Tufts janitors are organizing for better working conditions, starting with a petition listing demands published on the Tufts Labor Coalition (TLC) Facebook page on April 6 and culminating most recently with a demonstration on Friday during Jumbo Days.
The petition calls on Tufts and Cushman & Wakefield (C&W) Services, the company Tufts contracts for its custodial labor, to address five demands: the firing of C&W Assistant Manager Douglas Interiano, the creation of a three-month trial period for newly hired supervisors, a mandated 15-minute break for all part-time employees, a clear explanation for changes in work schedule and workload and an assurance that available hours will be offered to part-timers before temporary workers.
The petition has close to 100 signatures from the roughly 115 janitors on the Medford/Somerville campus, according to David Ferrándiz, a senior and member of TLC. Ferrándiz said the petition has received more than 1,000 signatures in total from janitors, students, professors and other community members.
Activists and janitors say the demands come as already strenuous working conditions for janitors further deteriorate.
“I don’t think it’s an event per se [that set off the organizing], but rather a series of conditions that have grown significantly worse,” Ferrándiz said. “There is a very long history of janitor abuse.”
In particular, the treatment of one janitor provided a rallying point for janitors to come together across shifts and organize. In a testimony published on the TLC’s Facebook page, the janitor described how excessive workload and poor treatment by Interiano pushed her to the point of collapse on March 2.
“We all knew he was doing bad things, but what tipped the water was how he treated her,” one janitor said, who spoke to the Daily on the condition of anonymity due to concerns for her job. “When we found out, we agreed, ‘Now no more.'”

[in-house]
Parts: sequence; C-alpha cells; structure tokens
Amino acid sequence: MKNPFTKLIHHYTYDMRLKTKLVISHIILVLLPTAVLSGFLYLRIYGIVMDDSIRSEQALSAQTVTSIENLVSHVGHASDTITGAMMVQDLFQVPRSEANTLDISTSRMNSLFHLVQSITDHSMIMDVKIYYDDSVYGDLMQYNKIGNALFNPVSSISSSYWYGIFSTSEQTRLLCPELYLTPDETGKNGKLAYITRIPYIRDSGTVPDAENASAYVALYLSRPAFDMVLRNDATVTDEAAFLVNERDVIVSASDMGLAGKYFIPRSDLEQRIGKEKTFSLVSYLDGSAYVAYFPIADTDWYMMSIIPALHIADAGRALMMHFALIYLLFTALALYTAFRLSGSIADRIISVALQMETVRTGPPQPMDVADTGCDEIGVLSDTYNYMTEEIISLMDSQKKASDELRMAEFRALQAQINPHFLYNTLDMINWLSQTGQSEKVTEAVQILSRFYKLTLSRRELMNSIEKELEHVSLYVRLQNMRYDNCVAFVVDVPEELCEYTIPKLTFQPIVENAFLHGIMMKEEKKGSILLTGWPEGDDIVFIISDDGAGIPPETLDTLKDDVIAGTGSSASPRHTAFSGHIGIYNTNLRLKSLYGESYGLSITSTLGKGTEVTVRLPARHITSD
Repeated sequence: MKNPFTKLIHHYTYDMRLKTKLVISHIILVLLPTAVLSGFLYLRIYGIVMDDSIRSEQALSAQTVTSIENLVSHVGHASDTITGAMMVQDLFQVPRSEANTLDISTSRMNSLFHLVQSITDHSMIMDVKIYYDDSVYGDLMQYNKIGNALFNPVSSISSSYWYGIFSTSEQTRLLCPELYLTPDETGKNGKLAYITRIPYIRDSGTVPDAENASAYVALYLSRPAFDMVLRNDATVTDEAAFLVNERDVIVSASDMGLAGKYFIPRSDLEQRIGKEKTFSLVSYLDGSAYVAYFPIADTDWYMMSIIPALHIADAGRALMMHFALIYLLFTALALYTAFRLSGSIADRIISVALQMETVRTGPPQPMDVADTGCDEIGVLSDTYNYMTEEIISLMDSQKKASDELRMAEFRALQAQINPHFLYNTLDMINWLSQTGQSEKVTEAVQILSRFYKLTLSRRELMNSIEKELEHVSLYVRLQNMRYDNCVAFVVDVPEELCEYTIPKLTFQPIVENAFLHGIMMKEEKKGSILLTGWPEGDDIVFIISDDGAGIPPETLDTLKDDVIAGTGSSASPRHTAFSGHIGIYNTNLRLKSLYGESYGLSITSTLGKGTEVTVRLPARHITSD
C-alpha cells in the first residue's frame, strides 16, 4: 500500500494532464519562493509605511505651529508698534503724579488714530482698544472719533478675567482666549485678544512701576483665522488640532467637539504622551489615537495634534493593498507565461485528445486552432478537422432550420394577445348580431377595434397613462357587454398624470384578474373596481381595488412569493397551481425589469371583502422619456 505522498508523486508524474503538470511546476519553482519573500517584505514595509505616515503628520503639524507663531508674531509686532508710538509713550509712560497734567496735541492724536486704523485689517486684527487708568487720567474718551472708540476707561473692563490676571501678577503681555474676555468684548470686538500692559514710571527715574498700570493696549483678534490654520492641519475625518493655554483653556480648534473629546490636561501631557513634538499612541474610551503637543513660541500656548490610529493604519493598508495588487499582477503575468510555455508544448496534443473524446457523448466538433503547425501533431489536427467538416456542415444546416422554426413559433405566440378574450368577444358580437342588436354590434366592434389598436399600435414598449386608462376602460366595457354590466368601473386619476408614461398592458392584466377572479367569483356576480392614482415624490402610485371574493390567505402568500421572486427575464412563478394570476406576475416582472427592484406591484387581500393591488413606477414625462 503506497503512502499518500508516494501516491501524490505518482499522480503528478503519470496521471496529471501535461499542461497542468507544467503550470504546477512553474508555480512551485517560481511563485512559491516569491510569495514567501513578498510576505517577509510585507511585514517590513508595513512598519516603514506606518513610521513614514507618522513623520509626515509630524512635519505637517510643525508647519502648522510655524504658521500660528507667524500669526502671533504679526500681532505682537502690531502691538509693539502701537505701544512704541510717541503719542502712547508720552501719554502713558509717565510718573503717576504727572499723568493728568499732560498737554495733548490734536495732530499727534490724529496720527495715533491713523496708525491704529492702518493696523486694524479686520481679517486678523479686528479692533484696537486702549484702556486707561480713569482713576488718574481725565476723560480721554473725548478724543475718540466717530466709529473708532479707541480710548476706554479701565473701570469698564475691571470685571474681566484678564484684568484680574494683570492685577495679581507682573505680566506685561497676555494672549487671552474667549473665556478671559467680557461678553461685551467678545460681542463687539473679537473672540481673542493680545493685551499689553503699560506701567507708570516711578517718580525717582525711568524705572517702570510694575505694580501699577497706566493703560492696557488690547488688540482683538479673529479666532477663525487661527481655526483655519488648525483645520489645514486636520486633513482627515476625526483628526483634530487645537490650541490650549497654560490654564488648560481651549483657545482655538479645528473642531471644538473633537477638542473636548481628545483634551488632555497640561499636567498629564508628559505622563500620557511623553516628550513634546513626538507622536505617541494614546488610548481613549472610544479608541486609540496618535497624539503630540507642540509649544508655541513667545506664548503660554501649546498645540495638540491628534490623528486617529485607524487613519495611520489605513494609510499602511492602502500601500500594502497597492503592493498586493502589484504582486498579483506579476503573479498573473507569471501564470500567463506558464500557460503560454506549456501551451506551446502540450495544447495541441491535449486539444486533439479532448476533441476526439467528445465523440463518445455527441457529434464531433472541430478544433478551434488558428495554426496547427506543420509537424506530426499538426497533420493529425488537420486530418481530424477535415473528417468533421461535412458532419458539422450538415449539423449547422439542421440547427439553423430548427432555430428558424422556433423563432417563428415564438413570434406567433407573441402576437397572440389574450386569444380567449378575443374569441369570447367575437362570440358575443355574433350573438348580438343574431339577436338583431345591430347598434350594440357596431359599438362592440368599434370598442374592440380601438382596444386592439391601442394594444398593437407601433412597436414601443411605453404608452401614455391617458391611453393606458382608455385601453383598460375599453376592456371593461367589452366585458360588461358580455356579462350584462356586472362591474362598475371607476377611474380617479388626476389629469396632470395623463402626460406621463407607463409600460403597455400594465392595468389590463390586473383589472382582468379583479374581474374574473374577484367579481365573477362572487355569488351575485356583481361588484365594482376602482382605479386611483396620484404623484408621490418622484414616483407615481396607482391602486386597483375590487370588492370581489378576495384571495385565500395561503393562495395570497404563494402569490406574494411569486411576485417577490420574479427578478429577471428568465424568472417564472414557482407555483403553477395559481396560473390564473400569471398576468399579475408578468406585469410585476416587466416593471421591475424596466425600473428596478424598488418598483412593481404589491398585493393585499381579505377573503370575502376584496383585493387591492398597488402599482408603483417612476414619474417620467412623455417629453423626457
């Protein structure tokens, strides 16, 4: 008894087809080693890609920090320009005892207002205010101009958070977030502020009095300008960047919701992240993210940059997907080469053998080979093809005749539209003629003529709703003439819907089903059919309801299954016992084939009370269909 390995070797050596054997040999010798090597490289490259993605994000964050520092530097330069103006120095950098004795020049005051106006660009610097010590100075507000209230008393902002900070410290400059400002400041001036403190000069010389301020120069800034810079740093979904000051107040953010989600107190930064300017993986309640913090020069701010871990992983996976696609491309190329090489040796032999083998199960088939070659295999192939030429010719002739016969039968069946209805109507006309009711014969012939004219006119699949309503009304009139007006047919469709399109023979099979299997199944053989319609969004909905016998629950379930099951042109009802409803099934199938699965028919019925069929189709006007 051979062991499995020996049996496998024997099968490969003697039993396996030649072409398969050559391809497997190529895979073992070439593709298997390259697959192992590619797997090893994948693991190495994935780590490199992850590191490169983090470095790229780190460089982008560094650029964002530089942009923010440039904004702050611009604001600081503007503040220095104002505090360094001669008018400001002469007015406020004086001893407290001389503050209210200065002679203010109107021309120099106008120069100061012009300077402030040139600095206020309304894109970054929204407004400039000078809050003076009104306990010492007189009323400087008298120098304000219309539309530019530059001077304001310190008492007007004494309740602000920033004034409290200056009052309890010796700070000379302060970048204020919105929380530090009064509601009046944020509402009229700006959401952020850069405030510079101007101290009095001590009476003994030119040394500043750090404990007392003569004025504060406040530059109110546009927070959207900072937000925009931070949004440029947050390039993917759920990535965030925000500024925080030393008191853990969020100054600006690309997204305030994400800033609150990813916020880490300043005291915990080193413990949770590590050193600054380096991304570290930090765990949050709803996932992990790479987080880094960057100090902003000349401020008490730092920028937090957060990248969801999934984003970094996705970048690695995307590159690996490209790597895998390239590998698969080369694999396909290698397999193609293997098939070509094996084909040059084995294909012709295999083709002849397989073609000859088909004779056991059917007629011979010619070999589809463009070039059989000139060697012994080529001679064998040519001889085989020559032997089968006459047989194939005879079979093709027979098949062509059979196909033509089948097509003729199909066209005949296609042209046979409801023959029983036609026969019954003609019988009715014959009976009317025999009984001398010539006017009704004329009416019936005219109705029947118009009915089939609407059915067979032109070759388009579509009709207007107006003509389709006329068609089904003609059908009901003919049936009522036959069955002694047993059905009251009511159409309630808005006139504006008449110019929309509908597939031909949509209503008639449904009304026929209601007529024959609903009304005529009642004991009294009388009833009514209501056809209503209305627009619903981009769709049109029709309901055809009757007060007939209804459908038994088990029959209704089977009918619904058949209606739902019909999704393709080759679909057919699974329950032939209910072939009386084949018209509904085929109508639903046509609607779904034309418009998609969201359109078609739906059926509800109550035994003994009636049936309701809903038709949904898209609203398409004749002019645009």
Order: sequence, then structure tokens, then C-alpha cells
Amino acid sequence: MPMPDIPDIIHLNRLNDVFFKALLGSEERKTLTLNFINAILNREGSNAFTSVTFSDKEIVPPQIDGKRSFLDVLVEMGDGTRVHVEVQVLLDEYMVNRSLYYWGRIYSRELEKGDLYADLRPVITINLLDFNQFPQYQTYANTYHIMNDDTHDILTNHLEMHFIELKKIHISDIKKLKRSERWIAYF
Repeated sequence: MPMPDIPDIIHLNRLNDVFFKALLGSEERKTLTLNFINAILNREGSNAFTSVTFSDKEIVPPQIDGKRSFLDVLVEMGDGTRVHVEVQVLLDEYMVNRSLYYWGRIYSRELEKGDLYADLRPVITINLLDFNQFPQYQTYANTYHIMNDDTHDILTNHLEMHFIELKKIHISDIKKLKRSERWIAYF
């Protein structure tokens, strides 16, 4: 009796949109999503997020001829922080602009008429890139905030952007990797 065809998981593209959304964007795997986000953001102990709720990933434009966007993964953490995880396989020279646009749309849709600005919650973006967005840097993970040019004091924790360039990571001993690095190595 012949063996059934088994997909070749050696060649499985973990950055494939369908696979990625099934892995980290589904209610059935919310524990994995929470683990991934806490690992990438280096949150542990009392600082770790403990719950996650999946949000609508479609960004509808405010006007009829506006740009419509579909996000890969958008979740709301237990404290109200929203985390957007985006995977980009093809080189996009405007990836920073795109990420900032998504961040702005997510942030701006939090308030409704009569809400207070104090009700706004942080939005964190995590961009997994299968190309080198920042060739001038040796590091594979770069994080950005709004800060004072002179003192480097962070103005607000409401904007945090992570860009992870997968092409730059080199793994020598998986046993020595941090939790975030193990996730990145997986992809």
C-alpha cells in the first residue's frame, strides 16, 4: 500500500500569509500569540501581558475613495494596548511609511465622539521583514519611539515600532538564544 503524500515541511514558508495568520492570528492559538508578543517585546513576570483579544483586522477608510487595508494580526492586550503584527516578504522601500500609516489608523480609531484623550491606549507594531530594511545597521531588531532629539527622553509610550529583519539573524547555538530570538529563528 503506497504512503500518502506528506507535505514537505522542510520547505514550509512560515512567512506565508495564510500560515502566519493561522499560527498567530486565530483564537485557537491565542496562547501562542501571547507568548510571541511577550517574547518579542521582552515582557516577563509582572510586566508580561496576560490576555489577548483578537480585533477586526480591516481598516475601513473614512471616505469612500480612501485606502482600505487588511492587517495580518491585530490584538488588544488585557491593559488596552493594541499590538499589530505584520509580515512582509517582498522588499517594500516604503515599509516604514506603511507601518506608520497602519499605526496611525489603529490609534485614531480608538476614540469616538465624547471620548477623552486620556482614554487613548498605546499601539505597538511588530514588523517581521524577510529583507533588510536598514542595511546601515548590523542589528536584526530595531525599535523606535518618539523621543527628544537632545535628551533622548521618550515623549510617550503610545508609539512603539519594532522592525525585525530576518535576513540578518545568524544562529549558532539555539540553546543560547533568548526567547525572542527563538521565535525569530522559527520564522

She noted that the employee had still not returned to work, and it was lucky that she was even still alive. Three janitors in total spoke anonymously about their experiences.
Additionally, shop stewards, who are janitor representatives to the union, were recently elected, and these new leaders feel empowered to use their roles to create change, janitors said.
Noah Harris, a sophomore and member of TLC, said that there have been unprecedented increases in workload.
“There have been lots of complaints from janitors about increasing workload, just people taking entire buildings by themselves, whereas historically the building was being done by more than one person,” Harris said.
When janitors are given more work than they can complete, they may be punished, one janitor said. According to the janitor, supervisors inspect buildings frequently and give janitors warnings based on the quality and quantity of work, and a worker can be laid off after three warnings.
This change explains the janitors’ demand to “provide a clear explanation and rationale every time there is a change by management to a janitor’s work schedule or workload,” as is stated on the published petition. Other worker demands are also based in their experiences with management.
For example, the call to fire C&W Assistant Manager Douglas Interiano was based on negative experiences workers have had with him. In a letter published on TLC’s Facebook page on April 8, workers described Interiano swearing at workers and yelling at them for not completing small tasks. Interiano did not respond to requests for comment.
Janitors say that, in addition to Interiano, newly-hired supervisors have mistreated workers. Ferrándiz mentioned that one of them is responsible for removing the 15-minute break for part-timers.
“The break has been a precedent since the 1990s, since outsourcing, and that’s something they took away with a wave of a wand with the arrival of a new supervisor,” Ferrándiz said. “That’s really alarming because it shows whose voice, whose experience matters. … The voice that dictates is the voice of supervisors.”
Nonetheless, the janitors who spoke anonymously with the Daily said that, as a matter of strategy, they are focused on removing Interiano first because he is the worst, and they will work to take on supervisors afterward.